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Mendiola Massacre

Bidyo Throw Back Pilipinas 

Naglakad ang mga magsasaka patungong Malacañang Palace upang kausapin ang dating pangulong Cory Aquino na ipatupad na nya ang kanyang pangakong totoong reporma sa lupa. Ngunit di inaasahang pinagbabaril sila ng mga police at sundalo. 13 ang nasawi at di baba sa 29 ang sugatan. Panoorin ang video at i-share dahil di ito pinalabas sa TV noong nangyari ang Mendiola Massacre.

Dubbed as Black Thursday, farmers led by Kilusang Magbubukid ng Pilipinas (KMP) decided to march to Malacañang Palace to demand genuine agrarian reform from the Aquino government. Instead of hearing their cries for justice, they were met with volleys of rifle fire by guarding police forces under the command of Western Police District Chief Brig. Gen. Alfredo Lim and the Marine Civil Disturbance Control Battalion.

The audio of the video isn’t very clear, so here’s some backgrounder to the event:

January 15-21, 1987: Members of KMP camped out at the Ministry of Agrarian Reform (now Department of Agrarian Reform) at the Philippine Tobacco Administration Building along Elliptical Road in Diliman, Quezon City. The farmers and supporters aired their problems and demanded genuine agrarian reform. Dialogues were held between the farmers, represented by then KMP national president Jaime Tadeo, and the government, represented by then Minister Heherson Alvarez.

January 21, 1987: The farmers set up a barricade at the MAR premises. In a meeting later that day, Alvarez advised Tadeo to wait for the ratification of the 1987 Constitution and to let the government implement its comprehensive land reform program. Tadeo did not accept Alvarez’s advice, arguing that there is no hope for genuine land reform under a landlord-controlled Congress. Alvarez, after a heated discussion with Tadeo, suggested that they assemble a negotiating panel and just meet again the following day.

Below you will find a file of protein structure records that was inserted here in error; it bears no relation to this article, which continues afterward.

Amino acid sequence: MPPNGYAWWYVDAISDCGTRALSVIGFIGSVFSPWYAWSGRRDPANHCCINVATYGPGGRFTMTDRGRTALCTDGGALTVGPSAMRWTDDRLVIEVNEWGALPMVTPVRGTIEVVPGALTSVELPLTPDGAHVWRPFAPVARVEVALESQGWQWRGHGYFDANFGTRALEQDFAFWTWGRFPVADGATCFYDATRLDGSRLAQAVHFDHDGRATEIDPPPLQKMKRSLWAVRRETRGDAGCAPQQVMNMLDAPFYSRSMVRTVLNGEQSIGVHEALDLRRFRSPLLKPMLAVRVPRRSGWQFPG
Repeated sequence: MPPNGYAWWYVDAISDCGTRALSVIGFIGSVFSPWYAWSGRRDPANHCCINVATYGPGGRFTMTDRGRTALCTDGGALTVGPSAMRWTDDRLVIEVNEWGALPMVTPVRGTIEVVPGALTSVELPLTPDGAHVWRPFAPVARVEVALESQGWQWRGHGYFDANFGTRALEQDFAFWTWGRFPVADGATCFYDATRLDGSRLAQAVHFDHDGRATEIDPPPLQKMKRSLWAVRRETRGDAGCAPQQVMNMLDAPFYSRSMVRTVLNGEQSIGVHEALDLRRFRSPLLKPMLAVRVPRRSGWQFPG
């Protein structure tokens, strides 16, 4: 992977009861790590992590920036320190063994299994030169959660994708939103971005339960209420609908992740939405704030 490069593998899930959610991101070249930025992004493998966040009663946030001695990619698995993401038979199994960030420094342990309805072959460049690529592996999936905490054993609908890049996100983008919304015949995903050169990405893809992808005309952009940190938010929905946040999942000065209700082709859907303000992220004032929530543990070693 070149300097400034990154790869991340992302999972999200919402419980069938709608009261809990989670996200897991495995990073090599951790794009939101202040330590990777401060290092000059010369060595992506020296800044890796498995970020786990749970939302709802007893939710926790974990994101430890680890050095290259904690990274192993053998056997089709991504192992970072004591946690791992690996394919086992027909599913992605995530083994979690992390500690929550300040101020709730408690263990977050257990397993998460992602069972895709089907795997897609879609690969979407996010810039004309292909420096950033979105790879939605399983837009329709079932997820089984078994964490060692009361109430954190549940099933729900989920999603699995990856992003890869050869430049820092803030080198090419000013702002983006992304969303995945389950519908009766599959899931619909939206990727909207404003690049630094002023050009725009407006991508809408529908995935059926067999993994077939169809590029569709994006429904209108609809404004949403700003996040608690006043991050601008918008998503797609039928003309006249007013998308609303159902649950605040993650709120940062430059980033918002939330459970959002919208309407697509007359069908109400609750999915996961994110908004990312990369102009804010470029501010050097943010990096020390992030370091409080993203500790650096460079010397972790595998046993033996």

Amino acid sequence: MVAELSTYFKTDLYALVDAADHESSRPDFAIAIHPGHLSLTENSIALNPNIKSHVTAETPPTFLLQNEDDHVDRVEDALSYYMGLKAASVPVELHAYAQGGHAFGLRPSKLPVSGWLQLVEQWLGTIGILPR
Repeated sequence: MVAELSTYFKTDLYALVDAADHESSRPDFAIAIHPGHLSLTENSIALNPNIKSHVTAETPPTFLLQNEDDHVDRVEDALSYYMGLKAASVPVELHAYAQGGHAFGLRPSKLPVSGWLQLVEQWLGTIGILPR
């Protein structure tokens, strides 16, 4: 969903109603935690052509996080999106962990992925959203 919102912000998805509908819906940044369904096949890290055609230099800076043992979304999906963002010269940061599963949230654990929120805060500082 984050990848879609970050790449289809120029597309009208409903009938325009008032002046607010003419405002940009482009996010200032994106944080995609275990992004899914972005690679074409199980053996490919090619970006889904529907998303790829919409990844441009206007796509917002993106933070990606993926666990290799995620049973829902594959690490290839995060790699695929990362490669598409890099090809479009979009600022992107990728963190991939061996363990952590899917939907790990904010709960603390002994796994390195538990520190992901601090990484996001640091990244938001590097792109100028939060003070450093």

January 22: KMP decided to march to Malacañang instead of attending yet another dialogue with agrarian reform officials. Other sectoral organizations such as the Kilusang Mayo Uno, Bagong Alyansang Makabayan, Kongreso ng Pagkakaisa ng Maralitang taga-Lungsod (KPML) and League of Filipino Students (LFS) joined them along the way.

From Quezon Memorial Circle, they proceeded to Liwasang Bonifacio and held a brief program. Meanwhile, civil disturbance control units under the command of Capital Regional Command Commander Gen. Ramon MontaÒo, Task Force Nazareno commander Col. Cesar Nazareno and Western Police District Chief Police Brig. Gen. Alfredo Lim were deployed in the vicinity of Malacañang.

The marchers numbered about 10,000-15,000 by the time they reached C.M. Recto Avenue that afternoon. As police and leaders of the protest were about to huddle to negotiate, rifle shots coming from the third line of defense (the Marines) were heard. Protesters scampered for safety while the police and Marines pursue them along nooks and crannies of Legarda and Recto Ave. with teargas, truncheons and more gunshots.

Fisherman and farmer Dolly Tambongon can still recall the fear he felt when government forces opened fire on him and thousands of other unarmed farmers and workers 27 years ago on Mendiola Street, Manila.

“Yung nakakatakot dun eh yung pagsigaw namin ng ‘kailangan ng reporma ng lupa.’ Nagsilabasan yung mga baril, yung 30-calibre. Pinamaril sa aming hanay. Agad-agad, maraming tinamaan. Sabi ng aming lider, ‘atras tayo, hindi natin kaya dahil baril ‘yan.'”

(What was scary was when we shouted ‘we need land reforms.’ They took out their 30-calibre guns. They shot at our lines. Immediately, many were hit. Our leader said, ‘Pull back, we can’t beat guns.’)

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